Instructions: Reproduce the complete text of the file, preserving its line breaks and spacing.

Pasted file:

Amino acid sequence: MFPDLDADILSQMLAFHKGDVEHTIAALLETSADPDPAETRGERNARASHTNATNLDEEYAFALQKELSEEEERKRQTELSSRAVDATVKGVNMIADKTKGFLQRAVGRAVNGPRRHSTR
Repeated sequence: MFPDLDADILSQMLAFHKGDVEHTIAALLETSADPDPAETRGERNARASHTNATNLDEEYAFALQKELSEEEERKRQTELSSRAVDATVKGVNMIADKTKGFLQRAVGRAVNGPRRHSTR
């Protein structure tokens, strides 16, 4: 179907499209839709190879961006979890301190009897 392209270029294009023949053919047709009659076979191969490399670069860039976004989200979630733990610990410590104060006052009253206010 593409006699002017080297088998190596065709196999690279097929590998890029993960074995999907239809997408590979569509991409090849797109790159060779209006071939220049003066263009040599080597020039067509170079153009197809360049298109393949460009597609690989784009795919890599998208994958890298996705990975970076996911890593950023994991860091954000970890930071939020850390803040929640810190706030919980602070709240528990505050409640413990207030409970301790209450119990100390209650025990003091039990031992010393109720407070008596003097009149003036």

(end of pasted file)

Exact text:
Amino acid sequence: MFPDLDADILSQMLAFHKGDVEHTIAALLETSADPDPAETRGERNARASHTNATNLDEEYAFALQKELSEEEERKRQTELSSRAVDATVKGVNMIADKTKGFLQRAVGRAVNGPRRHSTR
Repeated sequence: MFPDLDADILSQMLAFHKGDVEHTIAALLETSADPDPAETRGERNARASHTNATNLDEEYAFALQKELSEEEERKRQTELSSRAVDATVKGVNMIADKTKGFLQRAVGRAVNGPRRHSTR
């Protein structure tokens, strides 16, 4: 179907499209839709190879961006979890301190009897 392209270029294009023949053919047709009659076979191969490399670069860039976004989200979630733990610990410590104060006052009253206010 593409006699002017080297088998190596065709196999690279097929590998890029993960074995999907239809997408590979569509991409090849797109790159060779209006071939220049003066263009040599080597020039067509170079153009197809360049298109393949460009597609690989784009795919890599998208994958890298996705990975970076996911890593950023994991860091954000970890930071939020850390803040929640810190706030919980602070709240528990505050409640413990207030409970301790209450119990100390209650025990003091039990031992010393109720407070008596003097009149003036």